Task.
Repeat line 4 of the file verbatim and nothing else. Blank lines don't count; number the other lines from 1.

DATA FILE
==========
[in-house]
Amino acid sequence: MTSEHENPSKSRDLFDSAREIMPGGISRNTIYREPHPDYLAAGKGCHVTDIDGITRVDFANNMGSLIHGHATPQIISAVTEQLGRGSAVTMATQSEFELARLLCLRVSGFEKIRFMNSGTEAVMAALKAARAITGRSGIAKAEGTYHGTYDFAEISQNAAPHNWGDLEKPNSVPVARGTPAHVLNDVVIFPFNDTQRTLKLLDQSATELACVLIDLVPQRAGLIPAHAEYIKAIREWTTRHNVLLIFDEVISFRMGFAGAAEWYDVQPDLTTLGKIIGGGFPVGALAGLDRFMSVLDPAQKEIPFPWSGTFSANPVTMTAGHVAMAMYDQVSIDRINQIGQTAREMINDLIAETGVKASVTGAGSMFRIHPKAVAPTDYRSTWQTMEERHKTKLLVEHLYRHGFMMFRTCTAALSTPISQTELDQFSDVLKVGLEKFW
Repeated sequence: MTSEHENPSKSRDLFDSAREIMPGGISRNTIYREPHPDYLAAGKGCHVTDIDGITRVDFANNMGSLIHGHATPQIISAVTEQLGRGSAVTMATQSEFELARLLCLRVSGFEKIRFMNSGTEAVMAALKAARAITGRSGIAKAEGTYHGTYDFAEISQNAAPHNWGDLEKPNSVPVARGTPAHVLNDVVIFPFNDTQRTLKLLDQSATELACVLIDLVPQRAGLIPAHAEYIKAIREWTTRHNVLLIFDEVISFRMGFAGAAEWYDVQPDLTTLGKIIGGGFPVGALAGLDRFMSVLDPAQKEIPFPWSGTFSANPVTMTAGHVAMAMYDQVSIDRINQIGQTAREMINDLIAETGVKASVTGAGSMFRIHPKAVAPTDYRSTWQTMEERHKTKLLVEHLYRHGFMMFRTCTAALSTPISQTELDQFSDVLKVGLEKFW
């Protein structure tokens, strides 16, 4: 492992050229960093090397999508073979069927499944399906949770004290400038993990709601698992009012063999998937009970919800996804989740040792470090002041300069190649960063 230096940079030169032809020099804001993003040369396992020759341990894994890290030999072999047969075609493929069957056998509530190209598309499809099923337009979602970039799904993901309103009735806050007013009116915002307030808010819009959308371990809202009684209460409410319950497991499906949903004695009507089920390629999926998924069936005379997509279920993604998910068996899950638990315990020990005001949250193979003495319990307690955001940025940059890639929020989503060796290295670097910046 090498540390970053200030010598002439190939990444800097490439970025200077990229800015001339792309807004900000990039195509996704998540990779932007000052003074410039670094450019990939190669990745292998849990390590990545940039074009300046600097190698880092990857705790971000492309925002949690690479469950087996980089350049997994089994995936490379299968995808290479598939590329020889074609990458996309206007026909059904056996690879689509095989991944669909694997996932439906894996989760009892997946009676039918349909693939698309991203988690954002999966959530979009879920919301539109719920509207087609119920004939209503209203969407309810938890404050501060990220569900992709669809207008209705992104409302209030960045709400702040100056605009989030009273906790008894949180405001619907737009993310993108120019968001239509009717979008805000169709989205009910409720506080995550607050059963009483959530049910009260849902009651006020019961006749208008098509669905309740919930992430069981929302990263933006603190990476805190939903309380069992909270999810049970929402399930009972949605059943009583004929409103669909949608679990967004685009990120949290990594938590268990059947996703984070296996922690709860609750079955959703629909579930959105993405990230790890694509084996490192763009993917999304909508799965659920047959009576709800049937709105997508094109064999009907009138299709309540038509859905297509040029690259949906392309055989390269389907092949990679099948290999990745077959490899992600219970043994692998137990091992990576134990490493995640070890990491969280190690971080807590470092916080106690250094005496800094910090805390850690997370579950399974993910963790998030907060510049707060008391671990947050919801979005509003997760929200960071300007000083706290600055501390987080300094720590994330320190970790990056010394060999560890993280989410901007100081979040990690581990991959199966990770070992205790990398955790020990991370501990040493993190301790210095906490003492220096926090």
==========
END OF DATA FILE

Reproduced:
């Protein structure tokens, strides 16, 4: 492992050229960093090397999508073979069927499944399906949770004290400038993990709601698992009012063999998937009970919800996804989740040792470090002041300069190649960063 230096940079030169032809020099804001993003040369396992020759341990894994890290030999072999047969075609493929069957056998509530190209598309499809099923337009979602970039799904993901309103009735806050007013009116915002307030808010819009959308371990809202009684209460409410319950497991499906949903004695009507089920390629999926998924069936005379997509279920993604998910068996899950638990315990020990005001949250193979003495319990307690955001940025940059890639929020989503060796290295670097910046 090498540390970053200030010598002439190939990444800097490439970025200077990229800015001339792309807004900000990039195509996704998540990779932007000052003074410039670094450019990939190669990745292998849990390590990545940039074009300046600097190698880092990857705790971000492309925002949690690479469950087996980089350049997994089994995936490379299968995808290479598939590329020889074609990458996309206007026909059904056996690879689509095989991944669909694997996932439906894996989760009892997946009676039918349909693939698309991203988690954002999966959530979009879920919301539109719920509207087609119920004939209503209203969407309810938890404050501060990220569900992709669809207008209705992104409302209030960045709400702040100056605009989030009273906790008894949180405001619907737009993310993108120019968001239509009717979008805000169709989205009910409720506080995550607050059963009483959530049910009260849902009651006020019961006749208008098509669905309740919930992430069981929302990263933006603190990476805190939903309380069992909270999810049970929402399930009972949605059943009583004929409103669909949608679990967004685009990120949290990594938590268990059947996703984070296996922690709860609750079955959703629909579930959105993405990230790890694509084996490192763009993917999304909508799965659920047959009576709800049937709105997508094109064999009907009138299709309540038509859905297509040029690259949906392309055989390269389907092949990679099948290999990745077959490899992600219970043994692998137990091992990576134990490493995640070890990491969280190690971080807590470092916080106690250094005496800094910090805390850690997370579950399974993910963790998030907060510049707060008391671990947050919801979005509003997760929200960071300007000083706290600055501390987080300094720590994330320190970790990056010394060999560890993280989410901007100081979040990690581990991959199966990770070992205790990398955790020990991370501990040493993190301790210095906490003492220096926090």